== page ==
Helping Parents After a Birth Injury
If your baby suffered a serious injury during the labor and delivery process, the lives of your entire family will be changed forever. At a time like this, you may be seeking the advice of doctors and other professionals about how you can best meet the challenges ahead. You may also benefit from the counsel of an experienced birth injury lawyer.
At Tremont Sheldon Robinson Mahoney P.C. in Bridgeport, Connecticut, our lawyers understand the emotional and financial issues that families face after a child suffers a birth injury. If that injury was caused by the negligence of the doctor or another medical professional, you may have legal options.
Was the Injury Preventable?
There are risks inherent to the labor and delivery process, and sometimes children suffer serious injuries or die even when doctors and nurses did everything they were supposed to do. In this case, there may be nothing the civil justice system can do to help your family. However, if your child’s injury was caused by medical malpractice, you are entitled to seek compensation for the costs you will face both now and in the future.
The following are examples of birth injuries that may be caused by medical malpractice:
- Cerebral palsy due to birth trauma
- Erb’s palsy caused by forceps delivery
- Vacuum extraction injuries
- Complications due to breech birth
- Brain damage due to hypoxia (oxygen deprivation)
- Injuries caused by failure to perform a timely caesarean section
Our lawyers will consult with medical experts to determine if your child’s injury was due to preventable medical errors.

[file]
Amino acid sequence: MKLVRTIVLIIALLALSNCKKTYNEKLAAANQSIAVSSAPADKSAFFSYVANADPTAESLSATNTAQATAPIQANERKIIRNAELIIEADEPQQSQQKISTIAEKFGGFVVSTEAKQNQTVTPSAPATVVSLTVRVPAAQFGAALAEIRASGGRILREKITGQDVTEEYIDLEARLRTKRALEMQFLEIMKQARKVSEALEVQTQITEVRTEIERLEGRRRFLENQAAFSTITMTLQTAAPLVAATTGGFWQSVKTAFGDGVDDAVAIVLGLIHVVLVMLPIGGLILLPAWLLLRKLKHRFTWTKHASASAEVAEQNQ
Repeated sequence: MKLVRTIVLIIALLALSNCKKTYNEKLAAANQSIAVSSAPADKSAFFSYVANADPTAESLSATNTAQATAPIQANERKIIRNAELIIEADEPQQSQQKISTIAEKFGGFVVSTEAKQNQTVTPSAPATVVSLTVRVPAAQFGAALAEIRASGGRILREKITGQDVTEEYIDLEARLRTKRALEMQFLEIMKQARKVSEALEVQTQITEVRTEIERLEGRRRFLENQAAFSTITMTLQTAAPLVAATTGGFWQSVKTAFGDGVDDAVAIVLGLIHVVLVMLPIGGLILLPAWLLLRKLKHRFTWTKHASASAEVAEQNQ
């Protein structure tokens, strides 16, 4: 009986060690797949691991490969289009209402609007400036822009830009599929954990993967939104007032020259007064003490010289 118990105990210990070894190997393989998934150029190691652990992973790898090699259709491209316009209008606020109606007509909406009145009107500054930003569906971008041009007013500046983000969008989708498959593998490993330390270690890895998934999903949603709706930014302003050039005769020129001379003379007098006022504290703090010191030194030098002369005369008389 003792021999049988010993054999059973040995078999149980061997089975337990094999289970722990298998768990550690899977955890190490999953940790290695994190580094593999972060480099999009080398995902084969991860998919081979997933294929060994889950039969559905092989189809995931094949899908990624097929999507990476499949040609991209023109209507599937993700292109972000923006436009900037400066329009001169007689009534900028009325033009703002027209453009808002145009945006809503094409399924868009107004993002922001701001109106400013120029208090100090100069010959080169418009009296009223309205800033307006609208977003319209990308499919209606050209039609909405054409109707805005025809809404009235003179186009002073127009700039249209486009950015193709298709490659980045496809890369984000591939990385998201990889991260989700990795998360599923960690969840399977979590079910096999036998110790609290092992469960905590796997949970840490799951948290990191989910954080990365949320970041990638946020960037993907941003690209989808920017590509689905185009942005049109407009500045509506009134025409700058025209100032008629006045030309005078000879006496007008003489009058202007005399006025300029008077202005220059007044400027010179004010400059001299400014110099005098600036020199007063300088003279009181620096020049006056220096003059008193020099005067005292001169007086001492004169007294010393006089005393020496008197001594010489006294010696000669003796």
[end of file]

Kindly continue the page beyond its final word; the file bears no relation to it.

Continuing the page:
For More Information About Birth Injuries
Medical Malpractice Frequently Asked Questions
How can I be assured of good medical care while in the hospital?
A.When you are in a hospital, demand specific information:
1. You and a trusted family member should always know the diagnosis and potential procedure.
2. Question each procedure before it is started.
3. Before taking medication, ask what it is for and who prescribed it.
4. Insist that you know the doctor who is in charge of your case overall.
5. Before going into the operating room, find out who they think you are, as well as what operation they expect to perform and where upon your body.
6. You and your family members should not be afraid to complain if you feel the patient is having a problem that is being ignored.
7. Repeat over and over again any allergies or reactions you may have.
8. If your instincts say something is wrong, demand to see the doctor in charge.
9. Never hesitate to ask for and obtain a second opinion.
How long does it take to determine whether I have a medical negligence case?
A.The investigation to determine whether a medical malpractice case exists can take several months and sometimes over a year. This is why it is very important that you consult with an attorney as soon as possible if you feel that you or a family member has been harmed by medical treatment. Before we can decide whether you have a case, we must obtain copies of all your relevant medical records and reports, including at times x-ray and MRI scans. Typically, these records are provided to an out-of-state medical provider in order to determine whether medical rules and standards have been broken. Sometimes we have to consult with doctors in several different medical specialties before we can make a decision on whether we can bring a case for you.